Wednesday, 1 March 2017

Megalithic memories.

I'd not had high hopes for Dr Lynne Kelly's Monumental memories:Indigenous memory and Stonehenge talk at the London Fortean Society on Monday evening. I'd somehow imagined a vague, woolly, lecture about how the ancients were somehow more spiritual than us modern folk - and therefore better than us. A telling off almost.

I couldn't have been more wrong. Dr Kelly made no claims to spirituality whatsoever and spoke only of the experiential. Her research had been rigorous, scientific and, even if I wasn't sure about every point she made, utterly plausible. She started by asking if anyone could name every indigenous species of bird in the country. There being approximately 600 nobody claimed they could. In Lynne's country, Australia, there are nearly 900 and she said she'd learnt a technique that meant she could remember them all.

It was a method she picked up by studying (with) various Aboriginal Australian groups. Having been native to the island since before the written word evolved, approximately 50,000 years ago, they still needed ways to pass information on. What animals were dangerous? Which ones were potential food? When is that food safe to eat? Etc; The elders of these groups learnt hundreds of birds, mammals, insects, and plants and in the form of song and dance passed that knowledge down to future generations.

Directions and morals were learnt the same way too. In some cases an indigenous Australian would be able to navigate over one hundred miles in unforgiving territory by singing a song as they go. Bruce Chatwin wrote about it in his 1987 book The Songlines. It may sound far-fetched but think how much easier it is to remember the words of a song than it is to recall prose. Often, you start singing the first line and the whole thing comes flooding back to you.

Lynne's theory was that this didn't only happen in Australia but anywhere in the world where native people still lived. Africans and native Americans were cited as examples. Visual aids could help too. Lynne had provided some to pass around the sold out audience. Some of them were absolutely gorgeous but I'd have to admit had I not attended this talk I would have only been able to enjoy them on a purely aesthetic level.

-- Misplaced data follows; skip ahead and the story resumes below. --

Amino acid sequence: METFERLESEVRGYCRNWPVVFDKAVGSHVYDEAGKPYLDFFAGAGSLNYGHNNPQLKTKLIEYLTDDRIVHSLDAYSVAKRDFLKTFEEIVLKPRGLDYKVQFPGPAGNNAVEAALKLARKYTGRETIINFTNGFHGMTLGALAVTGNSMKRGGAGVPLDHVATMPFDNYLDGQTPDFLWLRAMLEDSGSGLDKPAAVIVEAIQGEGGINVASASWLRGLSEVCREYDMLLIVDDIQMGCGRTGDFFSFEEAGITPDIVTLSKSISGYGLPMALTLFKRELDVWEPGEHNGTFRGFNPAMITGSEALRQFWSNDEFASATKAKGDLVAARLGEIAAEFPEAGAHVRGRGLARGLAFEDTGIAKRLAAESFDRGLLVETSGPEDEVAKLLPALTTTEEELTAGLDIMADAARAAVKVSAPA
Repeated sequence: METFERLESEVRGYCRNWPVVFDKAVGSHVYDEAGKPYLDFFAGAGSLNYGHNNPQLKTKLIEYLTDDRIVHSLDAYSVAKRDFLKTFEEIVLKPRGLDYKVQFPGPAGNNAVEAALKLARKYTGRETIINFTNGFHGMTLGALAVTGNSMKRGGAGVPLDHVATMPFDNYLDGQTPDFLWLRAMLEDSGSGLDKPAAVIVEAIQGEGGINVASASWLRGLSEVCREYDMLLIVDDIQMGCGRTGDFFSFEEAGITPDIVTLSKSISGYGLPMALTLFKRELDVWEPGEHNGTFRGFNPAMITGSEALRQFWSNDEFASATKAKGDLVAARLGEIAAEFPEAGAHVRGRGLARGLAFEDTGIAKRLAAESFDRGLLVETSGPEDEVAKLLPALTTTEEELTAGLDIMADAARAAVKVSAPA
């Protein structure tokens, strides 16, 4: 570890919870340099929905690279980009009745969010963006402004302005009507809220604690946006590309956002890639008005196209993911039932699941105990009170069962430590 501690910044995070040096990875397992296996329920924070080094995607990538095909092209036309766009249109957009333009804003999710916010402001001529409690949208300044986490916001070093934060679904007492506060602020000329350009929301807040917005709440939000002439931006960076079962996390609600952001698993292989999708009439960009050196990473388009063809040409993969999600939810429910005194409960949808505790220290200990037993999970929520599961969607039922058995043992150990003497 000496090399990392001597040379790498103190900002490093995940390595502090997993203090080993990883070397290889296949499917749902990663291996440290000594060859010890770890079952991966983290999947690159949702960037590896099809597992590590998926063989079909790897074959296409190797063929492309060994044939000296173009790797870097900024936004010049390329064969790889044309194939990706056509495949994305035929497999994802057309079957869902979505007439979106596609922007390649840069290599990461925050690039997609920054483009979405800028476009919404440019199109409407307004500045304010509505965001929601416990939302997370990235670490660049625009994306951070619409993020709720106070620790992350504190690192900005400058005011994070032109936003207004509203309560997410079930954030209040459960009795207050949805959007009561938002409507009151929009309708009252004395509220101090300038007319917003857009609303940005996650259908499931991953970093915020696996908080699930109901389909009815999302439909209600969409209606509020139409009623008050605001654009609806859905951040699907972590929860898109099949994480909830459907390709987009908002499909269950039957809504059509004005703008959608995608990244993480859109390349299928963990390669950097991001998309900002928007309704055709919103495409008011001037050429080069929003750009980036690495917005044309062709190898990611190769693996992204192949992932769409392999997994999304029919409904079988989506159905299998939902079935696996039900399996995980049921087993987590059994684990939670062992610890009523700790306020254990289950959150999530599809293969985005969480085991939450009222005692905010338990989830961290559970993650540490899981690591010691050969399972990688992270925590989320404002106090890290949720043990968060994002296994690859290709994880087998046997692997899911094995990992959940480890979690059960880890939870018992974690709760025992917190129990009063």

A collection of various shells and pebbles attached to a piece of wood can carry huge amounts of data if you let it. You have to do the work though. For each shell (or stone) you simply need to think of a story. One you'll remember so usually a rude one is a good idea. Eventually each one will come to represent something:- a bird, a dingo, a eucalyptus tree, your mother, a feared enemy, an amoral act, and so on.

Extrapolating from this Dr Kelly posited that the ancient megalithic monuments and stone circles that are found all around the world were, quite simply, aide memoires writ large. She spoke of Stonehenge, Avebury, Newgrange in County Meath, Ireland (which she dismissed as the worst reconstruction of a historic site she'd ever seen), Chichen Itza in the Yucatan, and Gobekli Tepe just north of the Syrian border in Turkey. The Nazca Lines in Peru never cross each other so as not to hinder your walking, and singing your history, as you perambulate along them.

The ancient Greeks and Romans used a mnemonic method called loci to help them visualise, and thus recall, facts, locations, or, essentially, any other data they needed, or wanted, not to forget. These 'memory palace' techniques are now utilised by the sort of people that win the World Memory Championships. The 2006 champion, Clemens Mayer from Germany, used a 300 point-long journey through his house for his world record memorising of 1,040 random digits in a half-hour. Gary Shang has used loci to memorise pi to over 65,536 digits. Lynne herself intends to compete in the Australian memory championship to show how successful, and how life changing, her work has been. As a 'senior woman' (her words, not mine) she's not the type of person you'd expect to win.

I hope she does. She gave an interesting, engaging, and often surprising speech. It dispelled me of a few preset notions that resided in my head and taught me to try to be a bit more open when it comes to accepting knowledge from those with more experience of a subject than me.

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